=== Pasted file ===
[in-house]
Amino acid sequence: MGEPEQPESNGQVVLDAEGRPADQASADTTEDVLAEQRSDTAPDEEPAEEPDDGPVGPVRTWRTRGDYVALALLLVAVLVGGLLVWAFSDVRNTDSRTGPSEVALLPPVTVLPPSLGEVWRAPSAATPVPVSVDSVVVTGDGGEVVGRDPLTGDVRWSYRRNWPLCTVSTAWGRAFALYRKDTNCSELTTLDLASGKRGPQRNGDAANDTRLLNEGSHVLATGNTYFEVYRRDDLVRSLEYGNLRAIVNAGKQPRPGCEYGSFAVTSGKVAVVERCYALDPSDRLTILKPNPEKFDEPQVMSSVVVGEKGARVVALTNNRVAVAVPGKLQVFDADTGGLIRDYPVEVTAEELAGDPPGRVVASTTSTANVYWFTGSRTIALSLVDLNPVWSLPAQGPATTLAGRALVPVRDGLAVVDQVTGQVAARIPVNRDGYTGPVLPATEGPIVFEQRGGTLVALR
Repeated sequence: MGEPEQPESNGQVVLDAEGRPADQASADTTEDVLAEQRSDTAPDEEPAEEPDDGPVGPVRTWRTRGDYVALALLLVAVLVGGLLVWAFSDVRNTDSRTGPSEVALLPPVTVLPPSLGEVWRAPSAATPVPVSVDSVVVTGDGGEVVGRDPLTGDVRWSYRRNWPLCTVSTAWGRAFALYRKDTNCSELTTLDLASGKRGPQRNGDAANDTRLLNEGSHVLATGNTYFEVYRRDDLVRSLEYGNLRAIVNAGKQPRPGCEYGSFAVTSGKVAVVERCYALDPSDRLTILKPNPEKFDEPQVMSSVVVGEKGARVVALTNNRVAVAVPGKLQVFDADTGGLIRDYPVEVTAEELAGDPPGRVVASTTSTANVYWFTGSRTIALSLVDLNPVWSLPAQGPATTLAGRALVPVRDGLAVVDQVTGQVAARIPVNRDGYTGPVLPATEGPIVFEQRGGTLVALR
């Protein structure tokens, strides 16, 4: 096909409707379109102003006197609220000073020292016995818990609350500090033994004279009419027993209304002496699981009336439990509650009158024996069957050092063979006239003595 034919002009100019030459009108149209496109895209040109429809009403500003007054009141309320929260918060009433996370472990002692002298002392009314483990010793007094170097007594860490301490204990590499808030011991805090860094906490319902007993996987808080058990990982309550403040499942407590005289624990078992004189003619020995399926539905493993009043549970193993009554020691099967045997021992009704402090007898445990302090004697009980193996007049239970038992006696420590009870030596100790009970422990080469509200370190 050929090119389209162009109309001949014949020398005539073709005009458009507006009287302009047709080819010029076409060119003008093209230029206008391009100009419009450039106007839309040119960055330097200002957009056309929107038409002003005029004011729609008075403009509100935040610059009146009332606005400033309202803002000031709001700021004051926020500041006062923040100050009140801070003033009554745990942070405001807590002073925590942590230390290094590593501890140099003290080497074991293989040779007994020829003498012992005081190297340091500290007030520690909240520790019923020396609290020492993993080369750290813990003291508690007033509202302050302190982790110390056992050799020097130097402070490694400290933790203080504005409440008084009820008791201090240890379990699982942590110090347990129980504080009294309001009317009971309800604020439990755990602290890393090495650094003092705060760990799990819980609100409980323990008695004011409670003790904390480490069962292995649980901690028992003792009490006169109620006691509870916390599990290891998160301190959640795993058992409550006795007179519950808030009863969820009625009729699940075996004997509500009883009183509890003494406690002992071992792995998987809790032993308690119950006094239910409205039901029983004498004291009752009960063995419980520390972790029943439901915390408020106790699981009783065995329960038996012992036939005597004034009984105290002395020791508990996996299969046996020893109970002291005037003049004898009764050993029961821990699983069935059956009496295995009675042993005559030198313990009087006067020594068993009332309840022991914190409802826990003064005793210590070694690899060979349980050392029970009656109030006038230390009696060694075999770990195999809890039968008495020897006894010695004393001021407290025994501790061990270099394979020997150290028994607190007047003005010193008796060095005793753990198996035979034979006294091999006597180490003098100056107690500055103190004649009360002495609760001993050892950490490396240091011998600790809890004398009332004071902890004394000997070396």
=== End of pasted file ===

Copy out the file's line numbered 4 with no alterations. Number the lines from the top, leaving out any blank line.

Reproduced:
């Protein structure tokens, strides 16, 4: 096909409707379109102003006197609220000073020292016995818990609350500090033994004279009419027993209304002496699981009336439990509650009158024996069957050092063979006239003595 034919002009100019030459009108149209496109895209040109429809009403500003007054009141309320929260918060009433996370472990002692002298002392009314483990010793007094170097007594860490301490204990590499808030011991805090860094906490319902007993996987808080058990990982309550403040499942407590005289624990078992004189003619020995399926539905493993009043549970193993009554020691099967045997021992009704402090007898445990302090004697009980193996007049239970038992006696420590009870030596100790009970422990080469509200370190 050929090119389209162009109309001949014949020398005539073709005009458009507006009287302009047709080819010029076409060119003008093209230029206008391009100009419009450039106007839309040119960055330097200002957009056309929107038409002003005029004011729609008075403009509100935040610059009146009332606005400033309202803002000031709001700021004051926020500041006062923040100050009140801070003033009554745990942070405001807590002073925590942590230390290094590593501890140099003290080497074991293989040779007994020829003498012992005081190297340091500290007030520690909240520790019923020396609290020492993993080369750290813990003291508690007033509202302050302190982790110390056992050799020097130097402070490694400290933790203080504005409440008084009820008791201090240890379990699982942590110090347990129980504080009294309001009317009971309800604020439990755990602290890393090495650094003092705060760990799990819980609100409980323990008695004011409670003790904390480490069962292995649980901690028992003792009490006169109620006691509870916390599990290891998160301190959640795993058992409550006795007179519950808030009863969820009625009729699940075996004997509500009883009183509890003494406690002992071992792995998987809790032993308690119950006094239910409205039901029983004498004291009752009960063995419980520390972790029943439901915390408020106790699981009783065995329960038996012992036939005597004034009984105290002395020791508990996996299969046996020893109970002291005037003049004898009764050993029961821990699983069935059956009496295995009675042993005559030198313990009087006067020594068993009332309840022991914190409802826990003064005793210590070694690899060979349980050392029970009656109030006038230390009696060694075999770990195999809890039968008495020897006894010695004393001021407290025994501790061990270099394979020997150290028994607190007047003005010193008796060095005793753990198996035979034979006294091999006597180490003098100056107690500055103190004649009360002495609760001993050892950490490396240091011998600790809890004398009332004071902890004394000997070396």